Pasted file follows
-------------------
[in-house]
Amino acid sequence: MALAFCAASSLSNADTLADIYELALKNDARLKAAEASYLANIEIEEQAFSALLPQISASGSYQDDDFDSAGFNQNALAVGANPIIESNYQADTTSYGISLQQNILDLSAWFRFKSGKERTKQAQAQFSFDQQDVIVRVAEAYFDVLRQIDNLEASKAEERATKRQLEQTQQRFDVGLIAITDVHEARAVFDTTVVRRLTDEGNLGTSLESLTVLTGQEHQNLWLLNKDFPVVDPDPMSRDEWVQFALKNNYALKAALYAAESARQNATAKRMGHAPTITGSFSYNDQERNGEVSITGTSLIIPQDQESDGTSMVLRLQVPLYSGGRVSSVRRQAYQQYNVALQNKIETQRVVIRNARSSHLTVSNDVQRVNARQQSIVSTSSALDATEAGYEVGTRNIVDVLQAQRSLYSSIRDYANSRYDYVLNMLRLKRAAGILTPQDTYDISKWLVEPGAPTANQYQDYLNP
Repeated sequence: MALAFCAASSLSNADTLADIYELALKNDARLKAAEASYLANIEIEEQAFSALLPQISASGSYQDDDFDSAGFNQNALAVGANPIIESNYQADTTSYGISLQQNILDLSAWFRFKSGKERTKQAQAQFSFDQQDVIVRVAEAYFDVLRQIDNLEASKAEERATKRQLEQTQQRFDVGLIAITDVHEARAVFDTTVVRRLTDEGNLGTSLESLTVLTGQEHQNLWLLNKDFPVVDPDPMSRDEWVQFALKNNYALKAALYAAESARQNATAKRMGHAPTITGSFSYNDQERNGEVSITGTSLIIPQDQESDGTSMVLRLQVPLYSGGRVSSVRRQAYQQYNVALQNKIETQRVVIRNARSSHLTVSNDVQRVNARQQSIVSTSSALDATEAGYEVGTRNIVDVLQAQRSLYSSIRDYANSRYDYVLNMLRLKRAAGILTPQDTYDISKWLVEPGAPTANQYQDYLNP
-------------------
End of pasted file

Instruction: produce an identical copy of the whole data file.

[in-house]
Amino acid sequence: MALAFCAASSLSNADTLADIYELALKNDARLKAAEASYLANIEIEEQAFSALLPQISASGSYQDDDFDSAGFNQNALAVGANPIIESNYQADTTSYGISLQQNILDLSAWFRFKSGKERTKQAQAQFSFDQQDVIVRVAEAYFDVLRQIDNLEASKAEERATKRQLEQTQQRFDVGLIAITDVHEARAVFDTTVVRRLTDEGNLGTSLESLTVLTGQEHQNLWLLNKDFPVVDPDPMSRDEWVQFALKNNYALKAALYAAESARQNATAKRMGHAPTITGSFSYNDQERNGEVSITGTSLIIPQDQESDGTSMVLRLQVPLYSGGRVSSVRRQAYQQYNVALQNKIETQRVVIRNARSSHLTVSNDVQRVNARQQSIVSTSSALDATEAGYEVGTRNIVDVLQAQRSLYSSIRDYANSRYDYVLNMLRLKRAAGILTPQDTYDISKWLVEPGAPTANQYQDYLNP
Repeated sequence: MALAFCAASSLSNADTLADIYELALKNDARLKAAEASYLANIEIEEQAFSALLPQISASGSYQDDDFDSAGFNQNALAVGANPIIESNYQADTTSYGISLQQNILDLSAWFRFKSGKERTKQAQAQFSFDQQDVIVRVAEAYFDVLRQIDNLEASKAEERATKRQLEQTQQRFDVGLIAITDVHEARAVFDTTVVRRLTDEGNLGTSLESLTVLTGQEHQNLWLLNKDFPVVDPDPMSRDEWVQFALKNNYALKAALYAAESARQNATAKRMGHAPTITGSFSYNDQERNGEVSITGTSLIIPQDQESDGTSMVLRLQVPLYSGGRVSSVRRQAYQQYNVALQNKIETQRVVIRNARSSHLTVSNDVQRVNARQQSIVSTSSALDATEAGYEVGTRNIVDVLQAQRSLYSSIRDYANSRYDYVLNMLRLKRAAGILTPQDTYDISKWLVEPGAPTANQYQDYLNP